In this piece at the MIT Technology Review, Aubrey de Grey of the SENS Research Foundation summarizes the strategy of rejuvenation research based on periodic repair of the cell and tissue damage that causes aging. This is a philosophy of development that has proven its utility over the past fifteen years, and especially recently with the growing data on senolytic therapies that remove senescent cells. Clearance of senescent cells was specifically called out by de Grey in his position paper in 2002, and he and his allies have advocated for it and supported it with research funding where possible since then. SENS, the Strategies for Engineered Negligible Senescence, is an assembly of all that is known of the root causes of aging, coupled with potential means to reverse or bypass them. If all portions of SENS were supported to the same degree as other lines of research into aging, then rejuvenation could be a near future reality.
There is a little history here regarding the venue. The editor of the MIT Technology Review was, back in the day, quite opposed to SENS and spent some effort attempting to find researchers willing to tear it down in public. This led to the SENS Challenge in which a prize was offered to people for success in proving SENS wrong. That came to the expected result, as SENS back then was, as it is now, based on a very large body of research and data, yet a decade ago the culture of science and the popular culture was inclined to dismiss out of hand anyone who talked rationally about treating aging as a medical condition. SENS was correct back then, and it is correct today; the only difference is that a great deal of work has taken place in the intervening years to persuade the scientific community and the world at large that, yes, building therapies to address aging is plausible, practical, and possible. The culture of aging research and the public perception of this research is now very different.
Since the dawn of medicine, aging has been doctors' foremost challenge. Three unsuccessful approaches to conquering it have failed: treating components of age-related ill health as curable diseases, extrapolating from differences between species in the rate of aging, and emulating the life extension that famine elicits in short-lived species. SENS Research Foundation is spearheading the fourth age of anti-aging research: the repair of age-related damage, that is, rejuvenation biotechnology. The Strategies for Engineered Negligible Senescence (SENS) approach was first proposed in 2002; we seek methods to convert a population experiencing a non-negligible level of senescence into one experiencing a negligible level.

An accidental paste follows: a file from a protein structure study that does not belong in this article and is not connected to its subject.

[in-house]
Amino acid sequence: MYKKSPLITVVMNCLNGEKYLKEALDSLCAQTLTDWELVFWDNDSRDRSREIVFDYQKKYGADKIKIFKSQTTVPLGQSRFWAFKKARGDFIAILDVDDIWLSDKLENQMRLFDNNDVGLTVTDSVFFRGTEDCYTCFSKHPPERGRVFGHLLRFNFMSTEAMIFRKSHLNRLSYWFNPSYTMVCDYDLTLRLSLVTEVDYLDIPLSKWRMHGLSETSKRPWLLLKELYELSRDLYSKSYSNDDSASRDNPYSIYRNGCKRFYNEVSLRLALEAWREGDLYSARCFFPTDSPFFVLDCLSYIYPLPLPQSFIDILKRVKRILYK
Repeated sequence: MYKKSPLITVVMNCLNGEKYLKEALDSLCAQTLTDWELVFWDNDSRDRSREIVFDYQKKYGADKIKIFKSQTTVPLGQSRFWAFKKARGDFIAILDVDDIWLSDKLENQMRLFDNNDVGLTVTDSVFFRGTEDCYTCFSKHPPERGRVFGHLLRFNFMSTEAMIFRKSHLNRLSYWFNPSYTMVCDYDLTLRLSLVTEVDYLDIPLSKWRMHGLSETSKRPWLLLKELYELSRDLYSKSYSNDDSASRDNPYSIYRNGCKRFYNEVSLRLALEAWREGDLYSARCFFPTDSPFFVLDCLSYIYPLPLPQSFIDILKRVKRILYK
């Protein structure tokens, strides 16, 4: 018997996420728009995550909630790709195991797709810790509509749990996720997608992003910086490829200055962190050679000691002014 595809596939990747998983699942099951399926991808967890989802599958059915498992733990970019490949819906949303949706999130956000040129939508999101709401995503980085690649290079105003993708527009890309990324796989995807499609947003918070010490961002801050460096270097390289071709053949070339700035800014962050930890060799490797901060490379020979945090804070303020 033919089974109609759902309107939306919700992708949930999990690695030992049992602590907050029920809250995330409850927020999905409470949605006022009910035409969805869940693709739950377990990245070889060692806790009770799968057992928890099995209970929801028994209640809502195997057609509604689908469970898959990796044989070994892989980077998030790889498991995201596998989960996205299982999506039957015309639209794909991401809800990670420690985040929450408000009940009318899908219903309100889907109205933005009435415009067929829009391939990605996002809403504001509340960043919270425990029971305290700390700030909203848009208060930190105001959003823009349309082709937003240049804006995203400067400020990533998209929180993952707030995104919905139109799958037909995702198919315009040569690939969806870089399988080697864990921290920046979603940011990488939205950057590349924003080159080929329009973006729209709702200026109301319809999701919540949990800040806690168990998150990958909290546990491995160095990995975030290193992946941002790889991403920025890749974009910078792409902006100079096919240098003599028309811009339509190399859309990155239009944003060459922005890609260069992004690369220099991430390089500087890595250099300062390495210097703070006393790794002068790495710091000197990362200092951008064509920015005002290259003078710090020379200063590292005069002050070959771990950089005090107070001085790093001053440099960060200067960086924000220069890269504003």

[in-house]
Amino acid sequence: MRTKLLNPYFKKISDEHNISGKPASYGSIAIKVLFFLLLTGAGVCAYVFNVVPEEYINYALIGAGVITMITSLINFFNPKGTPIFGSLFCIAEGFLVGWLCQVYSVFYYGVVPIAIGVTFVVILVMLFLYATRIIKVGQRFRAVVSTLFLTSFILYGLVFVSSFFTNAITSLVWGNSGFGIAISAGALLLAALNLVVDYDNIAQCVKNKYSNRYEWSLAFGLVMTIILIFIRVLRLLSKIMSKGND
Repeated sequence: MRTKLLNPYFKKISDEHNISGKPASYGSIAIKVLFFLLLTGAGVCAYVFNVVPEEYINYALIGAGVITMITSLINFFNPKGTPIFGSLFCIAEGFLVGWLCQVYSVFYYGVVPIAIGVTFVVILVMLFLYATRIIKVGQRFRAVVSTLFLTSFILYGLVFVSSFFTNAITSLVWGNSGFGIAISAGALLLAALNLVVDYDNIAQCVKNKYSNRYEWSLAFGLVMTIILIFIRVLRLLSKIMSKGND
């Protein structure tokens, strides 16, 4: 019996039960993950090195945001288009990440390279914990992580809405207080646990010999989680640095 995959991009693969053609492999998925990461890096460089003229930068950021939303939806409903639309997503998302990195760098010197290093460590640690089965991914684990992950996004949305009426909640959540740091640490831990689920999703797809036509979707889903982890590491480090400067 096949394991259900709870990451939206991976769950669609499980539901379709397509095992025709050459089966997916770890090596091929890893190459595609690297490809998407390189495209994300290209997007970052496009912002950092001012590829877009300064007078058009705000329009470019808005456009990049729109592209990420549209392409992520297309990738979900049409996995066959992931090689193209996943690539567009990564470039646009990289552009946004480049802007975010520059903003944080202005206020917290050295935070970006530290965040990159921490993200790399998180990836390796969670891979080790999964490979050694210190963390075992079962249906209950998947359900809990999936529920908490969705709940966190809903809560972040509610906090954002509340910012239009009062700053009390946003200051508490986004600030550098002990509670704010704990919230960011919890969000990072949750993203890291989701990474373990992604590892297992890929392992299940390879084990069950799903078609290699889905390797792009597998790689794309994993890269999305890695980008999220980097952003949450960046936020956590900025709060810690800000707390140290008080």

To see how the goal of negligible senescence could be "engineered," it is useful to consider a situation in which human ingenuity and perseverance has already achieved an analogous result. Motor vehicles experience a process of wear-and-tear essentially similar to organismal aging; the paint flakes, windowpanes chip, rust infiltrates the pipework, and so forth. Nonetheless, as vintage car owners will attest, it is entirely possible to keep one functional for an essentially indefinite period. Critically, this is achieved not by preventing the wear but by repairing the damage that does occur at a rate sufficient to ensure that the function of the machine is never irretrievably compromised.
Aging can be characterized as a three-stage process. In the first stage, metabolic processes essential to life produce toxins. Secondly, a small amount of the damage caused by these toxins cannot be removed by the body's endogenous repair systems, and consequently accumulates over time. In the third stage, the accumulation of damage drives age-related pathology. This model - metabolism causes damage causes pathology - allows us to clarify the requirements for successful intervention in aging. Unlike the dynamic processes of metabolism and pathology, accumulated damage represents a relatively stationary target. That is to say, it may not be clear whether a given type of damage is pathological (on balance), but its absence from healthy twenty-year-olds indicates that it is not required for healthy life. Conversely it is clear that the total ensemble of types of damage in a fifty-year-old is pathological.
Accepting the implications of this model leads us to the SENS approach; by identifying and repairing all of the damage accumulated during aging, we can restore the body to a youthful state. Consequently, its dynamic metabolic processes will revert to their own norms, and the risk of mortality will be no higher than in any other equivalently "youthful" individual - whether they have actually lived for twenty years or 120. Furthermore - so long as our inventory of damage classes is sufficiently comprehensive - we can repeat this effort on a regular basis, and thus remain indefinitely below the threshold of pathology.
SENS is a hugely radical departure from prior themes of biomedical gerontology, involving the bona fide reversal of aging rather than its mere retardation. By virtue of a painstaking process of mutual education between the fields of biogerontology and regenerative medicine, it has now risen to the status of an acknowledged viable option for the eventual medical control of aging and its credibility will continue to rise as the underlying technology of regenerative medicine progresses.